Fri, 13 Nov 20
The latest Build To Rent snapshot up to late summer shows the number of BTR homes in stages of planning across the UK rising by 52 per cent - but only when struggling London is excluded.
The data comes from the British Property Federation and relates to activity to the end of August.
It shows there are now 167,853 BTR homes across the UK either complete, under construction or in planning. This is a 22 per cent jump against the same period last year.
Between Q2 2019 and Q2 2020 the number of completed BTR homes rose 37 per cent, the number under construction decreased by five per cent and the number in planning jumped by 27 per cent.
But London is “subdued” according to the BPF.
However, the pandemic means that the number of starts and completions saw a steep decline in Q2 2020, reflecting the unique circumstances of the Covid-19 outbreak, and a break with what had been a strong 2019 and Q1 2020.
In Q1 2020, the sector undertook 4,297 starts and 3,417 completions, but Q2 saw a sharp decline for both with only 1,827 starts and 1,640 completions.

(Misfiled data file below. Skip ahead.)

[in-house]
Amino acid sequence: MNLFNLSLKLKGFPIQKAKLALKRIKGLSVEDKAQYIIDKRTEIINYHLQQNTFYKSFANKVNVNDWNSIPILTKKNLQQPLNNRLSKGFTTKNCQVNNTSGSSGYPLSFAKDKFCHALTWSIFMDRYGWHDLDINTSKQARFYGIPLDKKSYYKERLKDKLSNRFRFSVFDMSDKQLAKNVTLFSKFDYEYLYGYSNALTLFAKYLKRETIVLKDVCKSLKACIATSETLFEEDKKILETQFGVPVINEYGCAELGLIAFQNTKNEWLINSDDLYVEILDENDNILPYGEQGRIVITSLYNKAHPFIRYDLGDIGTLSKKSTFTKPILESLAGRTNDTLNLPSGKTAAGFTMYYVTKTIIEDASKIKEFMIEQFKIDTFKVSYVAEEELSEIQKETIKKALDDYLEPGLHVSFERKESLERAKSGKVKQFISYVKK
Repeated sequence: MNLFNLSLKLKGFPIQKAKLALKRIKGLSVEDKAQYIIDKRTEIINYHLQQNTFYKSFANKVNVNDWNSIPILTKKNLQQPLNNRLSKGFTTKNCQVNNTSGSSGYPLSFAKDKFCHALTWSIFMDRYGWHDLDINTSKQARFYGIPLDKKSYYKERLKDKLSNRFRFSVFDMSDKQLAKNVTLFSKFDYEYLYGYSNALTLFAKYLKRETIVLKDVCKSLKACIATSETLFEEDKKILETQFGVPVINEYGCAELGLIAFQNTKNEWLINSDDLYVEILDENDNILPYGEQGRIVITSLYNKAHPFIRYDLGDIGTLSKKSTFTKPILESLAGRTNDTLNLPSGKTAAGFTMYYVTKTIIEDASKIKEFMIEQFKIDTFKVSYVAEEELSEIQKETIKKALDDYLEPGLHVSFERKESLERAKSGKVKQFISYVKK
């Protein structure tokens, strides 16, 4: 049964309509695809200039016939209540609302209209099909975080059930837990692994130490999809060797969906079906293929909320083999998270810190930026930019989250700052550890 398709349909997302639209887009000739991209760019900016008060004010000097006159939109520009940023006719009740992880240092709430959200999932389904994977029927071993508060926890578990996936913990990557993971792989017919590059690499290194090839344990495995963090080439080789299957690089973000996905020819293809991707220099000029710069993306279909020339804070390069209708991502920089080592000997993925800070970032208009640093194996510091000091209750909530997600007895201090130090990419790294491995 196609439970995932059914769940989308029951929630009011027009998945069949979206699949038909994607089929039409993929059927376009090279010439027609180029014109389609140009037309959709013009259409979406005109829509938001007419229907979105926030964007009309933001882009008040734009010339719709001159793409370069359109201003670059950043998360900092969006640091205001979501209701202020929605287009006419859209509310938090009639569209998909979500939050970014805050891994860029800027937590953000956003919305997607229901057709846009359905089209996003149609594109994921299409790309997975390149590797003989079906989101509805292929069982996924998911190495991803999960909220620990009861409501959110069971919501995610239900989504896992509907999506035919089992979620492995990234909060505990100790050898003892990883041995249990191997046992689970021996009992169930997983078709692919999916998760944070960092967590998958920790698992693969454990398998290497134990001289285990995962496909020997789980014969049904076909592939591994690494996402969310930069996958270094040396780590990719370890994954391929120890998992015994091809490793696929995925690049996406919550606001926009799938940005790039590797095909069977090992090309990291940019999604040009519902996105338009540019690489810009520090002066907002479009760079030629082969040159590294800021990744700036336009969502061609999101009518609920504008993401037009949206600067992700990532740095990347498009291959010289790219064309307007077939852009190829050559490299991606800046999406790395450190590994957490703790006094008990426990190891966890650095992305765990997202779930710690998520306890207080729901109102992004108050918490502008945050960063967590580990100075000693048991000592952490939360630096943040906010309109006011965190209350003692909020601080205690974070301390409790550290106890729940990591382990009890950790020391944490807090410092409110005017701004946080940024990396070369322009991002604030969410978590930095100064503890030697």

The BPF’s data, collected by Savills, shows that local developers are currently responsible for building 28 per cent of the market, with UK housebuilders (27 per cent), major UK developers (17 per cent), contractors (14 per cent), registered providers (nine per cent) and major international developers (three per cent) making up the rest.
“The sector will play a key role in supporting the government’s ambitious plans to ‘level up’ the country’s regions and in building a shared recovery where more people across the country, whether they choose or need to rent, will have more choice of rental properties available to them” explains Ian Fletcher, the federation’s director of real estate policy.
He adds: “The BTR sector’s growth will also aid the Prime Minister’s ambitions to ‘Build Build Build’, with valuable construction jobs being created in all parts of the UK, but this requires momentum behind converting planning applications to construction starts.
“These decisions however will be on a knife-edge for the next year, as risks rise and productivity remains low as a result of Covid-19, and so the government must ensure its does not take this much-needed new investment for granted, and both our planning and tax systems give confidence to investors to make decisions today for the long-term health of the UK housing market.”
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